advanced in the Algebra assessment, and 29 percent scored proficiently. In both cases, CHS scores are slightly higher than MCPS averages. “We look very closely at student data to determine areas for improvement and to identify any pockets of students who are not meeting with success so that we can analyze why, and then make changes to give them the best opportunity to achieve,” assistant principal John Taylor said. According to the CHS school improvement plan for the 2012-2013 school year, administrators focused on bettering student-teacher relationships in order to improve cooperation and provide a better learning environment in the classroom. Tactics include school-wide student surveys which gather information on teaching strategies in each classroom. The continuous recognition CHS has received over the last few years for having exceptional staff and student accomplishments has students feeling motivated to exceed academic expectations and proud to be a part of such a highly-ranked school. “It makes me feel proud to go to CHS,” sophomore Nesma Belkhodja said. “Since it’s at such a high level, I feel encouraged to take harder classes.” The administration and staff will continue working to maintain CHS’ success and standards in coming years. “The CHS staff and leadership is continually looking at students’ achievement and teacher expectations to ensure that all students are meeting the very high standards of our staff and teachers,” Taylor said. “Our staff is amazingly dedicated and hardworking, and these forces working together make for a consistently great school.”
PHOTO COURTESY OF CREATIVE COMMONS.
The Food and Drug Administration (FDA) approved the emergency contraception pill Plan B One-Step or the “morning-after pill” to be available as an over-the-counter pill to women 15 years or older April 30. Emergency contraceptives are most effective when taken 24 hours after engaging in sexual activity, but are designed to be taken within 72 hours. Previously, the pill was only available without a prescription to women ages 17 or older. According to an April 30 Washington Post article, the cashier is supposed to request verification of the customer’s age by using a driver’s licence, permit or even a birth certificate. Without verification, a 15-year-old will not be able to buy Plan B One-Step. According to the article, women’s health groups strongly support the decision and are even urging the federal government to further widen the access to emergency contraceptives. According to a May 4 Denver Post article, however, some parents are concerned about the reduced age limits because they feel they have a right to be involved when their children make decisions about sexual activity and pregnancy. DOMESTIC Stock Markets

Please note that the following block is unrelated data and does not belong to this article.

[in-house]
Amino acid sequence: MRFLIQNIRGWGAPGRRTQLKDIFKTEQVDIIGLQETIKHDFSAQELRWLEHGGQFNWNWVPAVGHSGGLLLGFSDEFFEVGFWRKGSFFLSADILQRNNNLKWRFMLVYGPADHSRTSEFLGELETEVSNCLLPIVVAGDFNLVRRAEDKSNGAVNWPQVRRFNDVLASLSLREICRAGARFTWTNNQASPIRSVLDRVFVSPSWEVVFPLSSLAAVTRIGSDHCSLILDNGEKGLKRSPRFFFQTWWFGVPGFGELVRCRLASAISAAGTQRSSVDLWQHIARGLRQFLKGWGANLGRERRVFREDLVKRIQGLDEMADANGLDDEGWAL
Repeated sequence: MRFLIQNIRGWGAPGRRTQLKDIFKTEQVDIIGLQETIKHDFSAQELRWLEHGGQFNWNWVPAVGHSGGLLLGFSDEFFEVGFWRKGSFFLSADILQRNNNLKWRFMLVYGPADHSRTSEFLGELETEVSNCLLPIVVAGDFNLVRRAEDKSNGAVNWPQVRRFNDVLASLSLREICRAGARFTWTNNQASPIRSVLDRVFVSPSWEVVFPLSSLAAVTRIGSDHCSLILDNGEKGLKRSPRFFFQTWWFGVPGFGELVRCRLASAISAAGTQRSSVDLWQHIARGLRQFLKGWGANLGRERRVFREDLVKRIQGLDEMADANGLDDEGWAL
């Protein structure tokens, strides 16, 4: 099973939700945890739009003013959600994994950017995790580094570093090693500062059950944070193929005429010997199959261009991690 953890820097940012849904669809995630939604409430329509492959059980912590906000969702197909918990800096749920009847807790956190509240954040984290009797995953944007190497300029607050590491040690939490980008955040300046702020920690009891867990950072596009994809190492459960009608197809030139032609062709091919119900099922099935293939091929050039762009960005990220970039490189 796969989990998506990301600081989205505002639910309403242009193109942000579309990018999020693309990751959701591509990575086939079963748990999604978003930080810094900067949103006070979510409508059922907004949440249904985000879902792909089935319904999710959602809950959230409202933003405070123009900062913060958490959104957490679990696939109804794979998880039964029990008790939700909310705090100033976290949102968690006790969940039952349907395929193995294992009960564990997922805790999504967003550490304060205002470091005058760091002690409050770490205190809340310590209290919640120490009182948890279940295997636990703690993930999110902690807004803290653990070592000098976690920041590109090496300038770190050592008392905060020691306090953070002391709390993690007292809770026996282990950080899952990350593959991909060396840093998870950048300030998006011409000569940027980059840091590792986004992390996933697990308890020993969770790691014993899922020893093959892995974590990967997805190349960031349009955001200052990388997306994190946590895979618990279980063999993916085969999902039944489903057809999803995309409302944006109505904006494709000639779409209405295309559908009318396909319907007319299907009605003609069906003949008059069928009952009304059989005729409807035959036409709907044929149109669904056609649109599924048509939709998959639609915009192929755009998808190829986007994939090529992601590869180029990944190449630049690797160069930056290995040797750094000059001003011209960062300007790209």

PHOTO BY EMILY JIN.
The S&P 500 finished above 1,600 and the Dow Jones Industrial Average topped 15,000 for the first time ever on Wall Street due to the positive April jobs report.
According to a May 3 Washington Post article, government data showed that the economy had added 165,000 jobs this past month, far more than expected. With stocks at a record high, the surge could continue into the summer. According to the article, stocks could continue to rise as long as interest rates are low and no sudden economic issues arise. Despite these high numbers, some economic analysts are still skeptical about the recent success. According to a May 3 International Business Times article, the unemployment rate dipped slightly to 7.5 percent, but that is still high by historical standards. The stock surge could indicate that the economy is finally recovering from the 2008 crash. DOMESTIC Gay Marraige
PHOTO COURTESY OF CREATIVE COMMONS.